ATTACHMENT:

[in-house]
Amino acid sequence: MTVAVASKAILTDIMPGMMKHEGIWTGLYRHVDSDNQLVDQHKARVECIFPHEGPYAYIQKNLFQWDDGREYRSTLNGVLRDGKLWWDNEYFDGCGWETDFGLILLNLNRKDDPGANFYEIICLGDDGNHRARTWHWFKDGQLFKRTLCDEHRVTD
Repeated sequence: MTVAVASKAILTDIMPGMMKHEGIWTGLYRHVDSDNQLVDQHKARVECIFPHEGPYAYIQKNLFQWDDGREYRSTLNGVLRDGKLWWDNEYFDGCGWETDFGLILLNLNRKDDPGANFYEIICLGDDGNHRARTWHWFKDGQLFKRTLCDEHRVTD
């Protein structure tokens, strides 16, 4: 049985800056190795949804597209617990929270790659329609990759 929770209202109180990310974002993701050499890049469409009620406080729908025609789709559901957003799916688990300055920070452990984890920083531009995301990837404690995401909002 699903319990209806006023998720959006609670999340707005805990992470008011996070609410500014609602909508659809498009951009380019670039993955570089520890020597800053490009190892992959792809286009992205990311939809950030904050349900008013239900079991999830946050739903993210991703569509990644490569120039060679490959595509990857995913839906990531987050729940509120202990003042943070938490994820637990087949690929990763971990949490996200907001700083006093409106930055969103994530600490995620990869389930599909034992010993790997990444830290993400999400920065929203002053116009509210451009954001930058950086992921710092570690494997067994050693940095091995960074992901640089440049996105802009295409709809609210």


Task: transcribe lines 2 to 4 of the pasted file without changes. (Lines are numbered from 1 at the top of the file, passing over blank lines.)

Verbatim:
Amino acid sequence: MTVAVASKAILTDIMPGMMKHEGIWTGLYRHVDSDNQLVDQHKARVECIFPHEGPYAYIQKNLFQWDDGREYRSTLNGVLRDGKLWWDNEYFDGCGWETDFGLILLNLNRKDDPGANFYEIICLGDDGNHRARTWHWFKDGQLFKRTLCDEHRVTD
Repeated sequence: MTVAVASKAILTDIMPGMMKHEGIWTGLYRHVDSDNQLVDQHKARVECIFPHEGPYAYIQKNLFQWDDGREYRSTLNGVLRDGKLWWDNEYFDGCGWETDFGLILLNLNRKDDPGANFYEIICLGDDGNHRARTWHWFKDGQLFKRTLCDEHRVTD
């Protein structure tokens, strides 16, 4: 049985800056190795949804597209617990929270790659329609990759 929770209202109180990310974002993701050499890049469409009620406080729908025609789709559901957003799916688990300055920070452990984890920083531009995301990837404690995401909002 699903319990209806006023998720959006609670999340707005805990992470008011996070609410500014609602909508659809498009951009380019670039993955570089520890020597800053490009190892992959792809286009992205990311939809950030904050349900008013239900079991999830946050739903993210991703569509990644490569120039060679490959595509990857995913839906990531987050729940509120202990003042943070938490994820637990087949690929990763971990949490996200907001700083006093409106930055969103994530600490995620990869389930599909034992010993790997990444830290993400999400920065929203002053116009509210451009954001930058950086992921710092570690494997067994050693940095091995960074992901640089440049996105802009295409709809609210």